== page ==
New Kids Kut on the block

Rochelle Reznitsky recently opened a new Kids Kut barbershop on Morris Park Avenue and Williamsbridge Road. She has catered to toddlers at Middletown Road and Crosby Avenue for seven years. Photo by Victor Chu

Calling all frightened three-year olds! Head to Morris Park Avenue and Williamsbridge Road for bubbles, videos, toy trucks and painless haircuts.

Rochelle Reznitsky of Kids Kut on Middletown Road and Crosby Avenue in Pelham Bay recently opened a second location in Morris Park.

“People in the Bronx like to stay close to home,” Reznitsky said. “I live in Morris Park. I thought, ‘Why not give it a shot?’”

Reznitsky grew up in Pelham Parkway and attended Christopher Columbus High. Years ago, she cut hair downtown. A gentle dentist inspired Reznitsky to open Kids Kut.

“When my older daughter was young, she went to a dentist for children,” Reznitsky said. “The dentist was great. My daughter loved to go. It was amazing.”

Reznitsky decided to mimic the dentist – substituting a barber chair for a dentist chair. She opened Kids Kut on Morris Park and Bronxdale avenues. In 2002, Reznitsky moved the shop to Pelham Bay.

“I enjoy it,” she said. “I like children and understand them.”

Reznitsky is an expert on toddlers and hair. The ones who scream and cry are predictably three-year old boys. Some cringe when Reznitsky switches on the electric hair clipper. Some squeal when she touches their hair.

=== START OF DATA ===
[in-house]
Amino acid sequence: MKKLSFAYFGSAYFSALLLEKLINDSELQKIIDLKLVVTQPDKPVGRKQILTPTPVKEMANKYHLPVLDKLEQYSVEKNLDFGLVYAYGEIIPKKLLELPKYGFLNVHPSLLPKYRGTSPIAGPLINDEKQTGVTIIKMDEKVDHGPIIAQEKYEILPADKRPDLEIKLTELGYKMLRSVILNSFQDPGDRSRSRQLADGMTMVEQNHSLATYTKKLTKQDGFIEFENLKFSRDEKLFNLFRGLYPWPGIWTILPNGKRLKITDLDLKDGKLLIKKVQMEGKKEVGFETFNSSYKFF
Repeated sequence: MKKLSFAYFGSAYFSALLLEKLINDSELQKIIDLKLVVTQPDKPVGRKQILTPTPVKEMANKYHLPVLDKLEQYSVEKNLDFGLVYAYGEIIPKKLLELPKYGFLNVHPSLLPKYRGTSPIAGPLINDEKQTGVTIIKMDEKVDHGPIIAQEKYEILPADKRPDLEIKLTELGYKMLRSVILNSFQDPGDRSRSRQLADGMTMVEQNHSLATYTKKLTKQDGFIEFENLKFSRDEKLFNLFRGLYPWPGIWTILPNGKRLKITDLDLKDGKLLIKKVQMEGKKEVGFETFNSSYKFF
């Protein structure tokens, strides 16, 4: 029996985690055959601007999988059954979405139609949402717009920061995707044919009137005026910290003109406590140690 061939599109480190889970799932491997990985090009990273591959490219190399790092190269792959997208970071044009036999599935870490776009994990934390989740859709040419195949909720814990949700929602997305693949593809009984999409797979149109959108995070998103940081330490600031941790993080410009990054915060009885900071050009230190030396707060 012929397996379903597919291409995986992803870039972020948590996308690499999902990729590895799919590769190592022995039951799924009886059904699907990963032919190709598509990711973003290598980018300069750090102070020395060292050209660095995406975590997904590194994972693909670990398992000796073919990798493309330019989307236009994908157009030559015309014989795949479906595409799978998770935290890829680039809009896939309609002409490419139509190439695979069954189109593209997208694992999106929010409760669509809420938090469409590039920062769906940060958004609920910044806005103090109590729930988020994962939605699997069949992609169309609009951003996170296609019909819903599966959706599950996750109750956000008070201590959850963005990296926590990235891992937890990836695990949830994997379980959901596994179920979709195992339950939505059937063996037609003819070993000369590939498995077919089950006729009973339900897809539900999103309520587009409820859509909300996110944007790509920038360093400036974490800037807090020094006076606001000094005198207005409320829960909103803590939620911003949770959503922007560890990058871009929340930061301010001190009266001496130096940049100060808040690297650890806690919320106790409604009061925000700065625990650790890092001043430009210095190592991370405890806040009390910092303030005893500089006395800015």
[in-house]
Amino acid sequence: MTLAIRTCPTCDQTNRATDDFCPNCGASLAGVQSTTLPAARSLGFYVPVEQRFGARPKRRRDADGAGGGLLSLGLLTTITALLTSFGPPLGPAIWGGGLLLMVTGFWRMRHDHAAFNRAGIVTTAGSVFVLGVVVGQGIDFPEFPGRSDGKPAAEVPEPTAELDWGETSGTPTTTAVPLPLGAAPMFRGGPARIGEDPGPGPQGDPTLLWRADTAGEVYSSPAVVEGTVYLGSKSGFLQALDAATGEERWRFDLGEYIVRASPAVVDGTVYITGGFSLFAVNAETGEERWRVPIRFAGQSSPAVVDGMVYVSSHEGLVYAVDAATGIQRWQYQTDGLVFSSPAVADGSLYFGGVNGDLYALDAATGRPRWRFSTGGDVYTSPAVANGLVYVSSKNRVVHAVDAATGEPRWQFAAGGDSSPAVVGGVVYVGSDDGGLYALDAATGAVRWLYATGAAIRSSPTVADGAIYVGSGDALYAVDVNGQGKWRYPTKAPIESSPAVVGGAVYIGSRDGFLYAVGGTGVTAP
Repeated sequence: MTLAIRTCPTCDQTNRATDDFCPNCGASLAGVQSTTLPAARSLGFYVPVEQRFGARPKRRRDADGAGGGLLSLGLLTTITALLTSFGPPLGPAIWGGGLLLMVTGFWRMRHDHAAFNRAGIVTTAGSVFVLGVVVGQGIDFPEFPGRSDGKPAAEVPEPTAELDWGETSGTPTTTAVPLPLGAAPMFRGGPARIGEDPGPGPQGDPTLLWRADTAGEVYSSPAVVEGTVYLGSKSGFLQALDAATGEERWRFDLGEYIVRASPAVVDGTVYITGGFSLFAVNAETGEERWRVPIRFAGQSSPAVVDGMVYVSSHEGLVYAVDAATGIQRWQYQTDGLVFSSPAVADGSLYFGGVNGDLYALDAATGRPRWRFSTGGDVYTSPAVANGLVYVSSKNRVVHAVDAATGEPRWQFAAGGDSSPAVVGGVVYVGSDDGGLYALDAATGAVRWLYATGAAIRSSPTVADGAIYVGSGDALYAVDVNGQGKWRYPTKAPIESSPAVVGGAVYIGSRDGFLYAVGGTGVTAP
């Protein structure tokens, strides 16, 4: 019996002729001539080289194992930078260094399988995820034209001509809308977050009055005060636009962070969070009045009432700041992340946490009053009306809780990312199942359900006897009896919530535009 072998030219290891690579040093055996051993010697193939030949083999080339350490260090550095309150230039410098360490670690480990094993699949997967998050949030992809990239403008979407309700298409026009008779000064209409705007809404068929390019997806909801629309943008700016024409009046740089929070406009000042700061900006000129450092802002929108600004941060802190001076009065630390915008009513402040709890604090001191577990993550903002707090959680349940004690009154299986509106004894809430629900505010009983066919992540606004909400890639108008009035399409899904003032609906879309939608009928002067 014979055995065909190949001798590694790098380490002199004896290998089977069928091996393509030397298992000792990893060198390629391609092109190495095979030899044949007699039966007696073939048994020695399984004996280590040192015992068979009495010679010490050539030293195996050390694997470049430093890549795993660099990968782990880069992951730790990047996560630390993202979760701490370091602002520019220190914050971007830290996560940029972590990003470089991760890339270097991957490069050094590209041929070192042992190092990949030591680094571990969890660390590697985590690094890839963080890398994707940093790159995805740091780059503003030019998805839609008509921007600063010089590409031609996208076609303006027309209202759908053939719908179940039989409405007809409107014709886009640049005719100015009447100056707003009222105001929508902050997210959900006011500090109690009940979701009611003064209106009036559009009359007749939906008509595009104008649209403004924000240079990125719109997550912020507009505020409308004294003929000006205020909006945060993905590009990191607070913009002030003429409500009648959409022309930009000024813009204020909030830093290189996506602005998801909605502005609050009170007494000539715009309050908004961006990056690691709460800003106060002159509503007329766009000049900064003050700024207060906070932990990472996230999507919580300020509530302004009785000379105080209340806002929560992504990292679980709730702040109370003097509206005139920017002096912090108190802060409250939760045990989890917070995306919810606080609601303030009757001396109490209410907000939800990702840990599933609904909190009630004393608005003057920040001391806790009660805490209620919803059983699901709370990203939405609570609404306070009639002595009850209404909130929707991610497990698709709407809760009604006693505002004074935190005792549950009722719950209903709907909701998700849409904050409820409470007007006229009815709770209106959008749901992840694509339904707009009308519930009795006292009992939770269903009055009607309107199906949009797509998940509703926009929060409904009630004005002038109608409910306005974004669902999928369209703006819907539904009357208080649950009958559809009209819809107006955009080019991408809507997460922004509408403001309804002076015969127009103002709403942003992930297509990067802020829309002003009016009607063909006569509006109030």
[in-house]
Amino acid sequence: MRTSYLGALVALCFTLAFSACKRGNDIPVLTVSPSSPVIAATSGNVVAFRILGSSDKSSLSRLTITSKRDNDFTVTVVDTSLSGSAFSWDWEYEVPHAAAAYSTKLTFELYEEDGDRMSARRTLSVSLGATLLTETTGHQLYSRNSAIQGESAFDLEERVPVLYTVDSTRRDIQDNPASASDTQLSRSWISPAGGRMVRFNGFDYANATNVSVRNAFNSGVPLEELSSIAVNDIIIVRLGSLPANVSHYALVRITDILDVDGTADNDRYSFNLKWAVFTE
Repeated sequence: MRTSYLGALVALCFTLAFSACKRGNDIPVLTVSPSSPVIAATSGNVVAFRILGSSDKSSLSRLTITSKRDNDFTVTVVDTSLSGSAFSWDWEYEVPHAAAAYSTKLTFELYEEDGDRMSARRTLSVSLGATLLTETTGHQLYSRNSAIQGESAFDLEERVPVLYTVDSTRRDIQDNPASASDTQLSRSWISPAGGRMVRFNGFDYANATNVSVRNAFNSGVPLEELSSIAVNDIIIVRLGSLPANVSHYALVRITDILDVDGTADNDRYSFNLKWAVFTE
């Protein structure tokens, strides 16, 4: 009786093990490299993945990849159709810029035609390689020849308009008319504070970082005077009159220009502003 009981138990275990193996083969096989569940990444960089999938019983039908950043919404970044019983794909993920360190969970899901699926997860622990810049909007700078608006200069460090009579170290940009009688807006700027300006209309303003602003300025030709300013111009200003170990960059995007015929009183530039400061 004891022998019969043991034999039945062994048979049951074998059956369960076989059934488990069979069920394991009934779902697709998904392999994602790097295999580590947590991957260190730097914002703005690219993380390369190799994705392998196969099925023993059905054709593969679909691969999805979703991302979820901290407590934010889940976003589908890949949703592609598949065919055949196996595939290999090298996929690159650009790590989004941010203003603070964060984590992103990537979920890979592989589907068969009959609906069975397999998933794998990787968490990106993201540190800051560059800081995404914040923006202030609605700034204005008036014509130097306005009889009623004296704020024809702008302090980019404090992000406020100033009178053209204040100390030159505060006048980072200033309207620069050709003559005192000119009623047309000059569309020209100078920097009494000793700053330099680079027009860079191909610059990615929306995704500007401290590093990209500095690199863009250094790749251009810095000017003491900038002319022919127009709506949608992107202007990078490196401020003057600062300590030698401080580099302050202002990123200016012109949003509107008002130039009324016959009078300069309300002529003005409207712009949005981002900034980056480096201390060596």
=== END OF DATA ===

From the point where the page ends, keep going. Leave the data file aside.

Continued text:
“They think their hair is like a finger,” Reznitsky said. “They don’t realize it’s okay to cut off.”

Girls are generally calmer. Because their hair is longer, it falls to the floor. Boys hate the tiny hairs that stick around to prickle and itch.

“God must give us girls a haircut gene,” Reznitsky said. “I guess we’re born to do hair.”

The new Morris Park Kids Kut is located on the ground floor of an apartment building, next to a driving school. It’s open Tuesday-Friday from 10 a.m. to 6 p.m. and Saturday from 9:30 a.m. to 5 p.m. Reznitsky has a Jeep-inspired barber chair and a toy box. Rather than wait out a boy’s frightened fit, she’ll go right on shearing.

“It’s best to finish,” she said. “They may be afraid, but it doesn’t hurt.”

Reznitsky is nervous; it took courage to open a business during the economic recession. But in a family-oriented neighborhood like Morris Park, kids come first.

“The kids will need summer haircuts soon,” she said. “When it gets hot, the kids get sweaty. They don’t want sweaty hair.”

The next dozen customers to visit Kids Kut will get a prize.

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